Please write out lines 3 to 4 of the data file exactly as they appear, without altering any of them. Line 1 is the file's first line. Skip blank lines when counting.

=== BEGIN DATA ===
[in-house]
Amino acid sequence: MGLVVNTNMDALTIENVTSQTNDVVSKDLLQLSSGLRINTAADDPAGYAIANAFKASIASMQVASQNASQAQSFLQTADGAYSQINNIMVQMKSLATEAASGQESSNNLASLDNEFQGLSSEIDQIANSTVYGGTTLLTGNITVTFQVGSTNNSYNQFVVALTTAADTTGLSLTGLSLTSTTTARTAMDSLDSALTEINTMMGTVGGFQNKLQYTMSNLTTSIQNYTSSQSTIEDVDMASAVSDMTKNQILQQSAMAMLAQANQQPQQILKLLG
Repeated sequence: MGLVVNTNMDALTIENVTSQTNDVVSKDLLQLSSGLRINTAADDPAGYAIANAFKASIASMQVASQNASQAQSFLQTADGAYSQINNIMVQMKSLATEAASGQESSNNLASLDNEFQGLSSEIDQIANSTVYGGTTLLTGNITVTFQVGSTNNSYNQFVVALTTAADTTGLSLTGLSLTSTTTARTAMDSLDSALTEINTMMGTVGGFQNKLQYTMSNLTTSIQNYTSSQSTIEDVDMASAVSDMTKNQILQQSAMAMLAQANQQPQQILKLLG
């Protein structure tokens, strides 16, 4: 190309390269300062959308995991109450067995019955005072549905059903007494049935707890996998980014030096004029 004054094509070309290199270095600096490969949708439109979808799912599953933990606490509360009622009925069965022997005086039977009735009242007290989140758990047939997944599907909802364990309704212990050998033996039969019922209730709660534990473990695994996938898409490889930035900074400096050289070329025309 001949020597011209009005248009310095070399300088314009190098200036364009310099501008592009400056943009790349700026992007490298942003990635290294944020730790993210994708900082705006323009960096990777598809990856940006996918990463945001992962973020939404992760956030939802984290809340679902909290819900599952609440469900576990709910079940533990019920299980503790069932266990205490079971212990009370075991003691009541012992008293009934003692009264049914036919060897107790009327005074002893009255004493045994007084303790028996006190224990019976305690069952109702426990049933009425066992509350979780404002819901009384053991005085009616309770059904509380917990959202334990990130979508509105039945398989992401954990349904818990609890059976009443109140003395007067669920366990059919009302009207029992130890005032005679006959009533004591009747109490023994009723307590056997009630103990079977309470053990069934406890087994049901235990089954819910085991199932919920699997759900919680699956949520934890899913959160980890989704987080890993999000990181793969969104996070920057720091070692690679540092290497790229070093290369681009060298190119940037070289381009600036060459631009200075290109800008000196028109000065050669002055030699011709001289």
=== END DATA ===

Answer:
Repeated sequence: MGLVVNTNMDALTIENVTSQTNDVVSKDLLQLSSGLRINTAADDPAGYAIANAFKASIASMQVASQNASQAQSFLQTADGAYSQINNIMVQMKSLATEAASGQESSNNLASLDNEFQGLSSEIDQIANSTVYGGTTLLTGNITVTFQVGSTNNSYNQFVVALTTAADTTGLSLTGLSLTSTTTARTAMDSLDSALTEINTMMGTVGGFQNKLQYTMSNLTTSIQNYTSSQSTIEDVDMASAVSDMTKNQILQQSAMAMLAQANQQPQQILKLLG
């Protein structure tokens, strides 16, 4: 190309390269300062959308995991109450067995019955005072549905059903007494049935707890996998980014030096004029 004054094509070309290199270095600096490969949708439109979808799912599953933990606490509360009622009925069965022997005086039977009735009242007290989140758990047939997944599907909802364990309704212990050998033996039969019922209730709660534990473990695994996938898409490889930035900074400096050289070329025309 001949020597011209009005248009310095070399300088314009190098200036364009310099501008592009400056943009790349700026992007490298942003990635290294944020730790993210994708900082705006323009960096990777598809990856940006996918990463945001992962973020939404992760956030939802984290809340679902909290819900599952609440469900576990709910079940533990019920299980503790069932266990205490079971212990009370075991003691009541012992008293009934003692009264049914036919060897107790009327005074002893009255004493045994007084303790028996006190224990019976305690069952109702426990049933009425066992509350979780404002819901009384053991005085009616309770059904509380917990959202334990990130979508509105039945398989992401954990349904818990609890059976009443109140003395007067669920366990059919009302009207029992130890005032005679006959009533004591009747109490023994009723307590056997009630103990079977309470053990069934406890087994049901235990089954819910085991199932919920699997759900919680699956949520934890899913959160980890989704987080890993999000990181793969969104996070920057720091070692690679540092290497790229070093290369681009060298190119940037070289381009600036060459631009200075290109800008000196028109000065050669002055030699011709001289």